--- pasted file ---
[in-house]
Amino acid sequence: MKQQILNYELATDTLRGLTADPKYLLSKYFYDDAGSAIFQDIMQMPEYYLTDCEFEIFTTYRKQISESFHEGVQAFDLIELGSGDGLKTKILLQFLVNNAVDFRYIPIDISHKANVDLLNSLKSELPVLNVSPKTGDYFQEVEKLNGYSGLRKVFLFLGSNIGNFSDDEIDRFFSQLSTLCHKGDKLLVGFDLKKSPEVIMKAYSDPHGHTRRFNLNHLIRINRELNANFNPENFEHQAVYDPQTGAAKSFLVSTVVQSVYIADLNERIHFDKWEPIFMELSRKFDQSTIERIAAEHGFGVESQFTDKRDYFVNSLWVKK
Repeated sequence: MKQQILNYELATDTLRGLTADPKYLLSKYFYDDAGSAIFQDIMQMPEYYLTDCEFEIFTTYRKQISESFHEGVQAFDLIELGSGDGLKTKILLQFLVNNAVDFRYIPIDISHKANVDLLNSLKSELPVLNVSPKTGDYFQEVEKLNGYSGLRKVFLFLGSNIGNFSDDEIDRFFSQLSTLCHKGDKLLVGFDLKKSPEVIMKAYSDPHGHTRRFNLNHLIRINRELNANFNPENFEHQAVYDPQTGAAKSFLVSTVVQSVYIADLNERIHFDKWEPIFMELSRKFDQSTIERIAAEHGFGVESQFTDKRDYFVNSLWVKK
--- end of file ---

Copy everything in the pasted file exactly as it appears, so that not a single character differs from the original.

[in-house]
Amino acid sequence: MKQQILNYELATDTLRGLTADPKYLLSKYFYDDAGSAIFQDIMQMPEYYLTDCEFEIFTTYRKQISESFHEGVQAFDLIELGSGDGLKTKILLQFLVNNAVDFRYIPIDISHKANVDLLNSLKSELPVLNVSPKTGDYFQEVEKLNGYSGLRKVFLFLGSNIGNFSDDEIDRFFSQLSTLCHKGDKLLVGFDLKKSPEVIMKAYSDPHGHTRRFNLNHLIRINRELNANFNPENFEHQAVYDPQTGAAKSFLVSTVVQSVYIADLNERIHFDKWEPIFMELSRKFDQSTIERIAAEHGFGVESQFTDKRDYFVNSLWVKK
Repeated sequence: MKQQILNYELATDTLRGLTADPKYLLSKYFYDDAGSAIFQDIMQMPEYYLTDCEFEIFTTYRKQISESFHEGVQAFDLIELGSGDGLKTKILLQFLVNNAVDFRYIPIDISHKANVDLLNSLKSELPVLNVSPKTGDYFQEVEKLNGYSGLRKVFLFLGSNIGNFSDDEIDRFFSQLSTLCHKGDKLLVGFDLKKSPEVIMKAYSDPHGHTRRFNLNHLIRINRELNANFNPENFEHQAVYDPQTGAAKSFLVSTVVQSVYIADLNERIHFDKWEPIFMELSRKFDQSTIERIAAEHGFGVESQFTDKRDYFVNSLWVKK